THE DEPARTED 2015
Archival Pigment Print on 315gsm Hahnemühle Photo Rag Baryta Paper
Each is signed, dated and numbered on the front.
Edition Size: 12
Available in the following sizes:
Print Size: 37" x 44.5"
Framed Size: 48” x 55.5" (122 cm x 142.3 cm)
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**In stock. Available for immediate shipment or delivery**
Print Size: 56" x 67.4"
Framed Size: 67” x 78.4” (170 cm x 200.7 cm)
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Framed in David Yarrow's custom black ash frame with white archival mat and UV protective acrylic.
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David Yarrow's Statement about THE DEPARTED:
This impactful image taken late one afternoon in Mkomazi Game Reserve in Tanzania has a level of simplicity that be- lies the complications in its capture. I can see no better way of conveying the power and prehistoric face of a rhinoceros than using a wide-angle lens with a remote control body strategically placed on the ground in the predicted path of a rhino.
This approach has a high failure rate – if it didn’t, there would be more pictures knocking around like The Departed and I can’t find a single one. Not only is the image pin sharp, but also the rhino is totally uninfluenced by the camera on the ground – he is being a rhino, not a model for a photo shoot. The focus was set to manual and the light prejudged, so there was a great deal left to chance, but equally I have been working on attaining an image like this for four years. Remote control work is an art in itself and over the years I have learnt a great deal. It is a cognitive process that leans mostly on analysis of previous misjudgments.
The key is to be ambitious in setting the focus no more than three feet from the camera. This will then give the head of the animal a disproportionate amount of the frame. It is a low percentage approach, but then again who wants to deal with high percentage photography? That’s a little dull.
Tony Fitzjohn is a legend in East Africa. Only a rare few have had feature films telling their story and he is one. ‘To Walk With Lions’ documented his early days with George Adamson in Kenya and his move to Mkomazi. He knows black rhinos well and knows this one particularly well. This proved to be of critical importance in predetermining the position of the camera relative to the watering hole (over the years much of my work with rhinos has involved the calculating use of watering holes). Without him, I had no chance of taking this image and I am so grateful for his advice and support.
Tanzania has a shocking history of tolerance to poaching and since the 1970’s, the rhinoceros population has fallen from 3000 to just 90. Only recently has this troubled country be- come more progressive in conservation, but it may well be too late.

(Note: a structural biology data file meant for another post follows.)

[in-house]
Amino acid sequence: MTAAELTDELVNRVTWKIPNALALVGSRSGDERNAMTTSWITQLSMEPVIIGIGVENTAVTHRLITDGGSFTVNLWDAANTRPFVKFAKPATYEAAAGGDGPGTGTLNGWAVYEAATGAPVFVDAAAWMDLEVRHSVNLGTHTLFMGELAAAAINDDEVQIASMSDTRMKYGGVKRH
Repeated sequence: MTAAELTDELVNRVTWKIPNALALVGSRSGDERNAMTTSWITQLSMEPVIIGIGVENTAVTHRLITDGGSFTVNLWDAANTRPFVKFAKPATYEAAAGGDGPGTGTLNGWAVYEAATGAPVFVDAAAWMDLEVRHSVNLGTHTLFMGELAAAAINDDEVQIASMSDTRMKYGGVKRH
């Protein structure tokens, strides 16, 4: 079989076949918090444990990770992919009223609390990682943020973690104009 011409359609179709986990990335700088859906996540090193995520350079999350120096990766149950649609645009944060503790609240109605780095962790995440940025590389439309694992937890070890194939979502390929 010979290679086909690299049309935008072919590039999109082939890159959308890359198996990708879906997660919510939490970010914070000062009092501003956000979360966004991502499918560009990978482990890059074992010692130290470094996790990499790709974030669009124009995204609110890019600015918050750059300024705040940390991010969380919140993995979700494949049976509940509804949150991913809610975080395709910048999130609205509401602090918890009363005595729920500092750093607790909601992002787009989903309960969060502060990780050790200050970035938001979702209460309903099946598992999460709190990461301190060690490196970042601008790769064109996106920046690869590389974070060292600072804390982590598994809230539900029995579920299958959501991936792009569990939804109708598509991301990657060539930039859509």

So this image is rare at two levels. Firstly, it depicts one of the 90 remaining black rhinos in the country and how spiritually uplifting to have captured him in seemingly the very best of form. Secondly it does this with a spectacularly rare angle of view.
This image is called ‘The Departed’ to honour the 99% of rhinos in Tanzania that have indeed Departed, just as in the Oscar winning film with the same title – very few are left at the end to tell the story. What a dreadful legacy of our tenancy of this planet and only a few men like Tony can possibly save the rhinoceros from extinction in Tanzania.
DAVID YARROW BIOGRAPHY:
Born Glasgow, Scotland in 1966., David Yarrow took up photography at an early age and as a 20-year-old found himself working as a photographer for The London Times on the pitch at the World Cup Final in Mexico City. On that day, David took the famous picture of Diego Maradona holding the World Cup and, as a result, he was subsequently asked to cover the Olympics and numerous other sporting events.
Yarrow’s evocative and immersive photography of life on earth is most distinctive and it has earned him an ever growing following among collectors. He has firmly established himself as one of the bestselling fine art photographers in the world, with the limited edition prints regularly selling at over $70,000 and with recent work selling in the six figures at auction.
At the Sotheby’s photography auction in London in May 2017, Yarrow’s iconic image from South Sudan – MANKIND – was sold for $75,000, the highest of the 100 lots in the show. In April of 2018 year David’s image “The Wolf of Main Street” sold for $100,000 and was the highest bid for piece by a living photographer. Most recently “78 Degrees North” went for an even more impressive $110,000.
In 2016, Rizzoli New York published Yarrow’s latest book – Wild Encounters – with a foreword written by HRH The Duke of Cambridge (Prince William). The book was awarded “Art Book of 2017” by Amazon and has already sold out a second print run. All Yarrow’s royalties from the book continue to be donated to Tusk, the leading British NGO that focuses on animal conservation in Africa.
Philanthropy and conservation are central to David Yarrow’s passion to document the animal and human world in a fresh and creative way. In 2019 charitable donations from the sale of David’s images exceeded $2.5 million.
David Yarrow is brand ambassador for Land Rover and UBS Bank; he is European ambassador for Nikon Camera. In December 2017 he shot Tag Heuer LVMH’s latest “Don’t Crack Under Pressure” campaign with model and actress Cara Delevingne. In January 2019, David collaborated with American icon Cindy Crawford.
In September 2019, Rizzoli published Yarrow's 368 page photography monograph, showcasing 150 of David’s strongest images from the past two years. The book features a foreword written by global NFL star Tom Brady and an afterword written by American cultural icon Cindy Crawford. All royalties from this book will be donated to conservation charities Tusk, in the UK and WildAid, in the US.